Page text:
Archive | December, 2016

December Rain

18 Dec

December Rain

The green cavalcade worms it way through dry, arid sands before it retreats,
White sirens call for help
Whilst white helmets dip their hands in warm decay
Lift out souls day to day

A city once thriving
A population once living
A story hard to believe in
A young man hides in a room
With nervous voice at ready
Tells the world
The rain is heavy

December rain.

Choke back the tears
Don’t realise the fears
He seems like the walking dead
He keeps his sanity
On the brink of insanity
He loosens his tongue instead.

He describes the conditions
The loss of medication
The need for salvation
The loneliness and isolation
He focuses on the living
Like rats in a dark room
His words are full of pain
As he tries to ignore the rain

December rain.

He names the West for lack of trying
A sad regime keeps fighting the dying
Hearing voices he ignores the calling
The rain non stop, continues falling

December rain

He speaks from a cold empty space
Describes his world as a dark, dark waste
Saliva on his lips like honey would taste
As his eyes wide open says
There is no haste

For the December rain
Keeps burning down
Hot like fire
It’s a burning hell
Freedom for the fighters
Rebellious, pray tell
Dropped by the President
The rain has a shell.

Syria.

The Concept of Other – Pt 2.

9 Dec

The whole concept of “other” is strange to me. Being “Foreign”, “Alien” “Different” has negative connotations and represents fear of the unknown.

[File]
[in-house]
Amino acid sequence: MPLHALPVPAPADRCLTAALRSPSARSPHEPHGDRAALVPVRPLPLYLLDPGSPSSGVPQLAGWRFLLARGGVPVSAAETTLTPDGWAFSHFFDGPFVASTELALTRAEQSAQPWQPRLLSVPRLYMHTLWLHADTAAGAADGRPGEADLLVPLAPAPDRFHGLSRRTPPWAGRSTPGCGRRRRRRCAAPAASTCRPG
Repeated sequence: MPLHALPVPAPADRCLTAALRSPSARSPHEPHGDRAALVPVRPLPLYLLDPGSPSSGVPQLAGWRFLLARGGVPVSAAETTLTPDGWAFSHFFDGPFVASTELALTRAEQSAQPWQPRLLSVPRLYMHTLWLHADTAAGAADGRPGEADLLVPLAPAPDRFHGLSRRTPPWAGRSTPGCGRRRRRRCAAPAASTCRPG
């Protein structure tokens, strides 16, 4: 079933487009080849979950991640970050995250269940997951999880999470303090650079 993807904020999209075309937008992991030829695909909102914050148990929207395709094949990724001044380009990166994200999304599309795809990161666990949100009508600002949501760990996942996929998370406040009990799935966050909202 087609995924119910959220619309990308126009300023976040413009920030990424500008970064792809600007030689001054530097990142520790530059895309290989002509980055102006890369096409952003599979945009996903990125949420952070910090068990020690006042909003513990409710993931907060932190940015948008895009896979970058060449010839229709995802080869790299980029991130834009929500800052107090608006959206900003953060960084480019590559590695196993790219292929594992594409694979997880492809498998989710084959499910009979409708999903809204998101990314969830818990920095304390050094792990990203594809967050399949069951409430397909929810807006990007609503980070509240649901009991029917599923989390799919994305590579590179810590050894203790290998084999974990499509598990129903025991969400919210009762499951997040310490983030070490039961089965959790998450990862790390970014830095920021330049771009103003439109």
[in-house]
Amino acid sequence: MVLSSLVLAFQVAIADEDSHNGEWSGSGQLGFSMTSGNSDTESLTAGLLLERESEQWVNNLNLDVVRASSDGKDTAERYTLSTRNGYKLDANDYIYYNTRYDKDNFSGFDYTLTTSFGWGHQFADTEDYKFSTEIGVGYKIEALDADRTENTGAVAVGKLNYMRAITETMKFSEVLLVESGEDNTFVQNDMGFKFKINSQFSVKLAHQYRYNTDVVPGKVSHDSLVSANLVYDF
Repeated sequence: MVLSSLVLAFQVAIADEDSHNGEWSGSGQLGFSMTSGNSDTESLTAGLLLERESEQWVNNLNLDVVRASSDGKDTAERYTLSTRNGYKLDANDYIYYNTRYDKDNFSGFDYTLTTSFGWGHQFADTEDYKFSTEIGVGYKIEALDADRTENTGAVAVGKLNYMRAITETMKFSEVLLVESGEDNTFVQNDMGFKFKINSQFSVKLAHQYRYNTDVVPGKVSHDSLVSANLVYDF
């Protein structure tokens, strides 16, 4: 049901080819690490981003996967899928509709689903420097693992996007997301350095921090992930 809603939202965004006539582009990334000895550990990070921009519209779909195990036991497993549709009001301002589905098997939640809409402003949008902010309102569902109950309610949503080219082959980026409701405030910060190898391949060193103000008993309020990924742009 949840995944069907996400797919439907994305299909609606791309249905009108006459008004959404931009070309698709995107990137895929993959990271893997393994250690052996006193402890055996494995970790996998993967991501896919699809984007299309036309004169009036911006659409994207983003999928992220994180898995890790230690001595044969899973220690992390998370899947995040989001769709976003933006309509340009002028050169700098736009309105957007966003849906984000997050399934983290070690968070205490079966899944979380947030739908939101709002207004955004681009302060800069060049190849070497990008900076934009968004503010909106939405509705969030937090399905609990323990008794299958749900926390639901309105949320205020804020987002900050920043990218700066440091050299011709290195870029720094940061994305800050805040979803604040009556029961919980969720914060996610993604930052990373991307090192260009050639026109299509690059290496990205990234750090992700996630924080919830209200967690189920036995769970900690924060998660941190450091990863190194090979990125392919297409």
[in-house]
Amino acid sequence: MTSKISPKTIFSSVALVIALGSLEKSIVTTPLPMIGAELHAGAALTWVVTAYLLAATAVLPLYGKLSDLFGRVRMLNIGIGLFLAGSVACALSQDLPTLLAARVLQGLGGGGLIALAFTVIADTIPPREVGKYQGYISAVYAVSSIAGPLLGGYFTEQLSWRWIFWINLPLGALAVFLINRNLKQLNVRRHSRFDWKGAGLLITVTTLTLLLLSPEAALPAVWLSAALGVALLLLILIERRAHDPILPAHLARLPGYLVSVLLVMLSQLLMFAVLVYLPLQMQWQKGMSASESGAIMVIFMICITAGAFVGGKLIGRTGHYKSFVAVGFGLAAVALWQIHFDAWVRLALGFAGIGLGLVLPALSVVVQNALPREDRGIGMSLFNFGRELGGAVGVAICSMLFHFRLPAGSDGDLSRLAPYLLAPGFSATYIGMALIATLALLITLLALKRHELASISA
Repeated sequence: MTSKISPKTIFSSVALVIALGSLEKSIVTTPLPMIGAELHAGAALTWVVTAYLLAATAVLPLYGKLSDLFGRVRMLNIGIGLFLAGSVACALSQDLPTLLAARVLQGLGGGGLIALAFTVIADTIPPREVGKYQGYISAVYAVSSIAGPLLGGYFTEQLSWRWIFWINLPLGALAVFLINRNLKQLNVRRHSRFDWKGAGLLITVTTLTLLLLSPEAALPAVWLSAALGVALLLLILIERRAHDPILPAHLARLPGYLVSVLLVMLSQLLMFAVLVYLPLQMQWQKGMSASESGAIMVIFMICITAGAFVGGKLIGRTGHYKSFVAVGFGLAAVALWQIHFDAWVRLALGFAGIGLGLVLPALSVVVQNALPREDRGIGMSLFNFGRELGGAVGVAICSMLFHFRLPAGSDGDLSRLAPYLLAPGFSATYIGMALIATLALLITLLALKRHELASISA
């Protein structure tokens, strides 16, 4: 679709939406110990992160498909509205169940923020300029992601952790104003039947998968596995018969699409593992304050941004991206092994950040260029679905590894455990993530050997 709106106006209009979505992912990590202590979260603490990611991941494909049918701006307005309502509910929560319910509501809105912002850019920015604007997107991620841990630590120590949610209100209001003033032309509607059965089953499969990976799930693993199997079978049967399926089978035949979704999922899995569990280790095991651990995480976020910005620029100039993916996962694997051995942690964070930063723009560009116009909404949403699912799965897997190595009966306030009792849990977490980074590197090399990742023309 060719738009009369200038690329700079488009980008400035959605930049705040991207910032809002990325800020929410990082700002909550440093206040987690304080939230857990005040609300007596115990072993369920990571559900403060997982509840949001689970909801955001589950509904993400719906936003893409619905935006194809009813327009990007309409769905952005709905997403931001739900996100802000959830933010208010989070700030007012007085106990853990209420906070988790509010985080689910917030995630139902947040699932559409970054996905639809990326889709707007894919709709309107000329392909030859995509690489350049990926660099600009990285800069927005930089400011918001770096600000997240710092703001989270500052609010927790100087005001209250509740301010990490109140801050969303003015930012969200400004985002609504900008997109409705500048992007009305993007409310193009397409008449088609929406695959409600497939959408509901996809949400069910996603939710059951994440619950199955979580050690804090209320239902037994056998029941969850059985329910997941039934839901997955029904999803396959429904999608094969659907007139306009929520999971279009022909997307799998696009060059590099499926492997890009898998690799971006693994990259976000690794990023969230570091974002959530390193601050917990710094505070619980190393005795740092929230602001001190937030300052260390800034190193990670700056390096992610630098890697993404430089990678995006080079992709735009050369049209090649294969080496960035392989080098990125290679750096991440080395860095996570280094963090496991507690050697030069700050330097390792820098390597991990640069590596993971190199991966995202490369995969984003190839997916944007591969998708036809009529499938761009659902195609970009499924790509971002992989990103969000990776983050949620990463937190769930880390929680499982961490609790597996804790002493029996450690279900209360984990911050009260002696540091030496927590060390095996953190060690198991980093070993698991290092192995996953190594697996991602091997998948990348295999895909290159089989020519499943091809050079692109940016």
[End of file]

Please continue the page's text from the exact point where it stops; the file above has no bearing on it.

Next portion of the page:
When I was a child, I didn’t “fit in” with the boys rough and tumble in the playground. I didn’t feel comfortable with the gender role created for us – boys in blue play football, girls in pink play with dolls. I wanted to play with dolls. I was “different”
With my friends in secondary school, I felt excluded. It was a multicultural, mixed faith comprehensive school. I identified as Asian, but not Asian enough.
With my Pakistani Muslim peers, I wasn’t either Pakistani or Muslim enough. I was more “Punjabi” because I wasn’t from the Mirpur and I didn’t speak the native language.
With my Sikh and Hindu friends, who stated their families originated from India, in particular from the Punjab, I wasn’t a true “Punjabi” as I was neither Sikh nor Hindu. I was “different”.
My identity seemed mixed up, like a mongrel ready to be put down.
Within my own family, i couldn’t quite connect with my brothers, who seemed to mock me whenever they had the chance. I was slow and dim witted, a loner and isolated in my own world. I was “different” and on the peripherals of the brotherly dynamics, hardly ever included in the socialisation of siblings, although the rivalry fell with abundance. A machismo world full of masculinity and hormones, Friday and Saturday night was club night and I stayed at home. I didn’t “fit in”.
i didn’t fit in because I didn’t talk sports, sex or state “She’s fit!”
I didn’t fall into the category of heteronormativity.
I laid the blame at my asexuality.
When I explored my sexuality, visited several pubs and clubs, opened my eyes to the world of homosexuality, I didn’t fit in. I had no label to hold my name. I wasn’t a “type” that could fit in. Not an otter, bear or whatever label is fashionable. I had no boxes to “fit in”